while the sparrow looked
at her, then the seed
then back as if he was
judging her character

he jumped into her hand
began to eat
she smiled

a woman holding
a small god

The mystery of the unknown; the wonder and ecstasy that it brings….

There is a always mystery in the universe. We are surrounded by it and it calls to us to engage in it. It is not a search for certainty, but a welcoming that certainty is itself uncertain. However, that does not prevent us from being in awe of the certainty of uncertainty. We can always find a place in that wonder.


The sky is full of the sun and the stars
The universe is full of life
Among all these I have found a place
And in wonder and amazement I sing.
The world is swayed
By eternity’s rushing tide
Rising and falling
I have felt its tug in my blood
Racing through my veins
And in wonder and amazement I sing.
While walking in the woodlands
With my feet I have touched the blades of grass
I have been startled by the flowers’ fragrance
They have all maddened my mind
The gifts of gladness and joy
Are strewn all around
And in wonder and amazement I sing.
I have pricked my ears
I have opened my eyes
I have bared my heart to the world
In the midst of the known
I have sought the unknown
And in wonder and amazement I sing

-Rabindranath Tagore
(Rabindranath Tagore was a Bengali…

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Wednesday Poetry Corner: Featuring Sue Lobo

Wednesday Poetry Corner: Featuring Sue Lobo

This poem was a tribute for mothers on Mother’s Day, but it is a tribute any day. It is a reminder of how the maternal instincts we all possess to a certain extent contribute to a better world. We tend to children and the world through those instincts.

Niamh Clune

Sue Lobo has submitted a beautiful poem about MOTHER from the perspective of Africa’s mothers. Don’t forget to send in your poem. There is still time!


by Sue Lobo


Your face etched upon old cave walls,

Your smile painted by a million suns,

Your laughter echoes through eon’s halls,

Your legacy to Africa´s daughters & sons.

Water pot carried upon your head,

Baby strapped tight to your warm back,

Feet plodding, cracked as drought & hard as lead,

Carrying all you own in old hessian sack.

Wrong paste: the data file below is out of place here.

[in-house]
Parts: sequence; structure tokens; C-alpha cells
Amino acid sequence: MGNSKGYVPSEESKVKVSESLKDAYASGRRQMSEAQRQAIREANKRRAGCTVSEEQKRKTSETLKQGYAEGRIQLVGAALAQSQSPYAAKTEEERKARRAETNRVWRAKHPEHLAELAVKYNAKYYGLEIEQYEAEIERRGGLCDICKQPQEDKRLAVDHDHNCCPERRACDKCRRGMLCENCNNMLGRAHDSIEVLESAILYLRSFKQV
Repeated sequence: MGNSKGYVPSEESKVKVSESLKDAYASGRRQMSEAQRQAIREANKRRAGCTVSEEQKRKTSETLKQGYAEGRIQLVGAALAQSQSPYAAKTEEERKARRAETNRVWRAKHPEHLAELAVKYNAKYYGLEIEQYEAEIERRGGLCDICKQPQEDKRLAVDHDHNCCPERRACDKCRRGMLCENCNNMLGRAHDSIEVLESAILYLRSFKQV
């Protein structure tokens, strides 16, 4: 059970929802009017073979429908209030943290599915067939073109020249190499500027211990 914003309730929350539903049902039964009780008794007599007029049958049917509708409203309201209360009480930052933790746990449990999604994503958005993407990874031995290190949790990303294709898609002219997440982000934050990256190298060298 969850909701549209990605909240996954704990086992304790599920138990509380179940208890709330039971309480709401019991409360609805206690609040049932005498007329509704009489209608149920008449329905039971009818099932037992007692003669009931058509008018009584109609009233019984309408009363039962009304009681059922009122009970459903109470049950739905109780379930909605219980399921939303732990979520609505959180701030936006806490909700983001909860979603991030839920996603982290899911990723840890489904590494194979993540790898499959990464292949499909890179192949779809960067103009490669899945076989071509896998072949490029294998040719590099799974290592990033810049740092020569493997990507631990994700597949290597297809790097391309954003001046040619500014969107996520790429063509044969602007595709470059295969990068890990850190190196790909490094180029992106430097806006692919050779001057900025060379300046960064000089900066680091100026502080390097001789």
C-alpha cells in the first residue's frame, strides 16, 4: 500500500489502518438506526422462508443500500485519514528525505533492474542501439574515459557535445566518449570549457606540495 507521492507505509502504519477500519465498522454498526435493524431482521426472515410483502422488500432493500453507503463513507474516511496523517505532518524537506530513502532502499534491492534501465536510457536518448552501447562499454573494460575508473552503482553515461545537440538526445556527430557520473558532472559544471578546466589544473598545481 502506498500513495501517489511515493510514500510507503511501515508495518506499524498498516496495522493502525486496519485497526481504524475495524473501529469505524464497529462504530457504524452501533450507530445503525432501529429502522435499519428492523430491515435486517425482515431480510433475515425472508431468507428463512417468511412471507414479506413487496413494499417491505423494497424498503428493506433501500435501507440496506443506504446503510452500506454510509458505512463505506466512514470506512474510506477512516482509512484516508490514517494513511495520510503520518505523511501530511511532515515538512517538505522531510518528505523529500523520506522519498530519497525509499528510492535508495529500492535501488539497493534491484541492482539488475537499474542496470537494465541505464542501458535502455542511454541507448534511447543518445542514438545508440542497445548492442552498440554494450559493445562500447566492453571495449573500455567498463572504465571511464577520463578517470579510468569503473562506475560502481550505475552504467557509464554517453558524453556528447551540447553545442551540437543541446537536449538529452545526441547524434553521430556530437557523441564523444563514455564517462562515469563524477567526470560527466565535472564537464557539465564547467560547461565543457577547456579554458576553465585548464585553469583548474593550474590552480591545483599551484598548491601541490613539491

You search, you carry, you sow, you reap,

You walk for miles seeking food & herbs,

You smile, but inside you eternally weep,

You tell your secrets only to beast & birds.

As the spider, you weave strong web of silk,

Uniting your continent in a colourful quilt,

Backbone of…

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Variation on a Theme by Rilke

Denise Levertov wrote mystical poetry which applied to daily her life. Her poetry contains qualities similar to Rilke who explored life through the spaces provided in poetry. In a sense, poetry acts as a form of Sabbath.

We read poetry’s words and the silence. In the latter, the former come to life asking questions of our whole self. There is no answer in the strictest sense. What emerges in the silence are new questions and as Rilke said, “We live into the questions.”

The silent spaces are important as they enrich the active moments of life. In those silent spaces, we become present in life which confronts us as a sword striking shoulder sending us honorably forward fulfilling life’s tasks and believing we can.

A certain day became a presence to me;
there it was, confronting me–a sky, air, light:
a being. And before it started to descend
from the height of noon, it leaned over
and struck my shoulder as if with
the flat of a sword, granting me
honor and a task. The day’s blow
rang out, metallic–or it was I, a bell awakened,
and what I heard was my whole self
saying and singing what it knew: I can.

Today’s Quote

The other day I blogged a poem from Lao Tzu which carried the same message. Confucius and Lao Tzu did not appear to live at the same time, but Lao Tzu contributed to Confucius’ thinking. We begin the process of order internationally and it slowly ripples outwards as it takes hold first with us.

Soul Gatherings

heart on fire

To put the world right in order,
we must first put the nation in order;
to put the nation in order,
we must first put the family in order;
to put the family in order,
we must first cultivate our personal life;
to cultivate our personal life,
we must first set our hearts right.

~ Confucius ~